The financial media’s headlines have been blaring: “2015 – The Worst Year for IPOs Since 2009” and it was. On the other hand, the year was not as bad as reported. Reaching back through the stats to 2005, the IPO traffic for this year turned out to be the mean point between 2005 and 2015.
For 2015, IPOScoop.com identified a total of 173 IPOs. Our findings are based upon information gathered from the U.S. Securities and Exchange Commission and cross-referenced with NASDAQ’s “IPO Activity” chart.
The five years that produced fewer IPOs than 2015 were: 2008 (50 IPOs – the fewest), 2009, 2010, 2011 and 2012.
The five years that produced more IPOs than 2015 were 2005, 2006, 2007, 2013 and 2014 (286 IPOs – the most).
Our IPO Yardstick
IPOScoop.com’s count might differ from others as we use a different yardstick in determining what constitutes an initial public offering – an IPO. We include unit offerings consisting of common stock plus warrants and real estate investment trusts, also known as REITs.
We exclude “best effort” offerings, bank conversions and offerings that represent securities already traded elsewhere. One example would be American Depositary Shares representing ordinary shares traded on the Euronext Brussels. There were three such deals in 2015. Another example is a company offering what is called an “IPO,” but its stock is traded on the U.S. OTCBB. That happened at least twice in 2015.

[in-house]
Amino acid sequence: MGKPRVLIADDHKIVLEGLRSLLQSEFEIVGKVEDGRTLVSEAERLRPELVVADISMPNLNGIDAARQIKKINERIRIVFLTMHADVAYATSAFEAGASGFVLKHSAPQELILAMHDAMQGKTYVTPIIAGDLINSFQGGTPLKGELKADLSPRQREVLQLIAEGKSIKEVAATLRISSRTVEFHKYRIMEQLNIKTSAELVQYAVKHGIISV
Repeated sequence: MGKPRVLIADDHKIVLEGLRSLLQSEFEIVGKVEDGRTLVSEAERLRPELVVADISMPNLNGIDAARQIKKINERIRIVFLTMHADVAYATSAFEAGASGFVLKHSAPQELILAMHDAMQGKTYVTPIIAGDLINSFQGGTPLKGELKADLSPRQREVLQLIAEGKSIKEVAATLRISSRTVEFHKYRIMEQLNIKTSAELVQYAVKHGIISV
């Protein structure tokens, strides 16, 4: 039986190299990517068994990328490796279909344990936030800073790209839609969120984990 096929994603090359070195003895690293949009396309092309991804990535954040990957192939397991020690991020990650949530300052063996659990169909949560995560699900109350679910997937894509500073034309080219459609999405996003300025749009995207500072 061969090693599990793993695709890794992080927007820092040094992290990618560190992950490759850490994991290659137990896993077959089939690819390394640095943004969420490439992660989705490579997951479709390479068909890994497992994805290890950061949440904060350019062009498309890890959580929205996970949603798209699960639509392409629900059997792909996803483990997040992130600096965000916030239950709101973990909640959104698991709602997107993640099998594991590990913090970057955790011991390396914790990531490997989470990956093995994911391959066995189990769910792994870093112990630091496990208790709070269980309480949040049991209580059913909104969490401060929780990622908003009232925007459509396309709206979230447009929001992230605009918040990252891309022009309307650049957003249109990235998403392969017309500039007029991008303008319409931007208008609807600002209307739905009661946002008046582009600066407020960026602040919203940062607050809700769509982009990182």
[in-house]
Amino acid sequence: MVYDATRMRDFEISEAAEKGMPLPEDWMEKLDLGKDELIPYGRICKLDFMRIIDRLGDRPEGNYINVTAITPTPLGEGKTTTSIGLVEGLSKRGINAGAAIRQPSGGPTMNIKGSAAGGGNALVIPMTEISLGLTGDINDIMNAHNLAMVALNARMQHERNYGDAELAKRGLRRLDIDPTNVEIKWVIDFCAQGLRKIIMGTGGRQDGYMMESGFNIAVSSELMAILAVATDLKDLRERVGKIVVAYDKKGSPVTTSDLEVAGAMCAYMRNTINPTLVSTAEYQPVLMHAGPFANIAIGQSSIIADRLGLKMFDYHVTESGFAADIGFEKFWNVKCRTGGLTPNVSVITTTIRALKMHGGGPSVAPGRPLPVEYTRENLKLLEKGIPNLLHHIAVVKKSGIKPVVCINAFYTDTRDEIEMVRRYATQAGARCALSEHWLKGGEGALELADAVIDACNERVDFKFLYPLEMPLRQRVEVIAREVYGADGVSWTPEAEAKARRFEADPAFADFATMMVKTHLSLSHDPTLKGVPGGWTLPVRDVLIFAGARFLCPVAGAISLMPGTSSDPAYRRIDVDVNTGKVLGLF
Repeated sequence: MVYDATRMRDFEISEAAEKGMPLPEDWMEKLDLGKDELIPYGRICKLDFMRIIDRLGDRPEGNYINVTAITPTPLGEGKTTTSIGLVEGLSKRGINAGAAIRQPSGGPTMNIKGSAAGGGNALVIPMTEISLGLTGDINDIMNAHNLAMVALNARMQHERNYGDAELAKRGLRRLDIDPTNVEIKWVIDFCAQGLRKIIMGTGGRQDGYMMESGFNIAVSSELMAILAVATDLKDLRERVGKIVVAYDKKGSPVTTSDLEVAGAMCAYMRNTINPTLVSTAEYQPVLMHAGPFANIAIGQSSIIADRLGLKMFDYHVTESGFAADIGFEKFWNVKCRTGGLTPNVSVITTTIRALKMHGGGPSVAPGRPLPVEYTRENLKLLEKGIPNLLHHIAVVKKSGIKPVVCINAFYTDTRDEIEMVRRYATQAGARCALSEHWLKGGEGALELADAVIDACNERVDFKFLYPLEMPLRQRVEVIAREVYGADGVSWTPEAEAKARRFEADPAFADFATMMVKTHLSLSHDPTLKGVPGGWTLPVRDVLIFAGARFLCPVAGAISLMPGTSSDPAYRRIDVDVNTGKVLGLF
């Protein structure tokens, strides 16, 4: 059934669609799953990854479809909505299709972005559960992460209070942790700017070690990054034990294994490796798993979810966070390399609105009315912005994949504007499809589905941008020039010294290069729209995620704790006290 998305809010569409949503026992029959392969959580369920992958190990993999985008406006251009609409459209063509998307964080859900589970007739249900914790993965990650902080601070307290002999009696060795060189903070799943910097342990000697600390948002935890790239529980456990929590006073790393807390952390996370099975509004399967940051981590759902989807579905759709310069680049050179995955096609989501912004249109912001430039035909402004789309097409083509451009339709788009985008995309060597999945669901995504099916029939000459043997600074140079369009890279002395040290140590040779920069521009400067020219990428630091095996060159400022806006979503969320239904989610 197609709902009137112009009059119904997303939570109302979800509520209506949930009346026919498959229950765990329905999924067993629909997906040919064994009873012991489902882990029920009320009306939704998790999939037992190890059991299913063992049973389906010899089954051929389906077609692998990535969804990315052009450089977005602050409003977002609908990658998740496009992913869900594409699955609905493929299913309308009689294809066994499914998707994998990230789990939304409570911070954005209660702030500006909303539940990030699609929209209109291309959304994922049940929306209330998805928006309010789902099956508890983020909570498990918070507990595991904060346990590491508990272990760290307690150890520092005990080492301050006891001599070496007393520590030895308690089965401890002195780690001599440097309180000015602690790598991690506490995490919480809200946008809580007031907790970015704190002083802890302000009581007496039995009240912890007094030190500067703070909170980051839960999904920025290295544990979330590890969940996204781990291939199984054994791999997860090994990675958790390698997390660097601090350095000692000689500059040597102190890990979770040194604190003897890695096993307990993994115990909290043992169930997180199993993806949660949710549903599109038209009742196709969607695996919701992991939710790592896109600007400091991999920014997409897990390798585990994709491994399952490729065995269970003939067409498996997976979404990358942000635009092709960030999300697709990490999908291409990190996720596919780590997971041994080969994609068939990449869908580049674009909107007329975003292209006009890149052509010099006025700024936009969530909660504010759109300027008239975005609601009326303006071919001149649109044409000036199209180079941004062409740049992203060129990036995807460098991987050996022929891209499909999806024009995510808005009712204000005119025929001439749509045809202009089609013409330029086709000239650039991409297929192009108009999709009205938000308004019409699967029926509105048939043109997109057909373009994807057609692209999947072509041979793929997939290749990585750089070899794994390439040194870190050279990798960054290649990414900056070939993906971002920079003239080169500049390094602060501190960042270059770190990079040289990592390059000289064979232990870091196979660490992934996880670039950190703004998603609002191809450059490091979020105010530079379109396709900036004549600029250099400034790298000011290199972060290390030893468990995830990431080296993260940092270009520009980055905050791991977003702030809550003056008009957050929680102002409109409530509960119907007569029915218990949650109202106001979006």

A Rocky Road
Now let’s take a look at the underpinnings of the IPO calendar and how the U.S. stock market influences IPO traffic.
The wheels of this year’s IPO market became a little wobbly by mid-August. The calendar had generated 133 IPOs, down from 196 in 2014 over the same period a year ago. The reason for the IPO market’s slower pace was staring everyone in the face. It was the stock market.
Consider the following: By Aug. 31, 2015, two of the three major stock market indexes were in the red for the year. The Dow Jones Industrial Average closed on Aug. 31 at 16,528.03, DOWN 7.3 percent for the year, and the S&P 500 ended at 1,972.18, DOWN 4.2 percent, while the NASDAQ Composite Index closed at 4,776.51, UP 0.9 percent for 2015. From past experience, a sloppy stock market like this has never been the breeding ground for a bubbly IPO market. That was true again this year.
By the end of the year, the U.S. stock market indexes had improved. At the U.S. stock market’s early close on Dec. 24 for Christmas Eve, the DJIA was UP 6.2 percent from Aug. 31, while the S&P 500 was UP 4.5 percent, and the NASDAQ was UP 5.7 percent. Investors, however, had other things on their minds, such as the U.S. Federal Reserve and its interest-rate increase, the price of oil, China’s economy and the volatility in today’s stock market. The IPO calendar became an afterthought. Only 40 IPOs were priced after Aug. 31; just two got done in December.
Looking ahead at a short four-day trading week, the IPO calendar remains clean and green for this week as we close the books on 2015 and anticipate opening them for 2016. The U.S. stock market will be closed on Friday for New Year’s Day.
Happy New Year to all!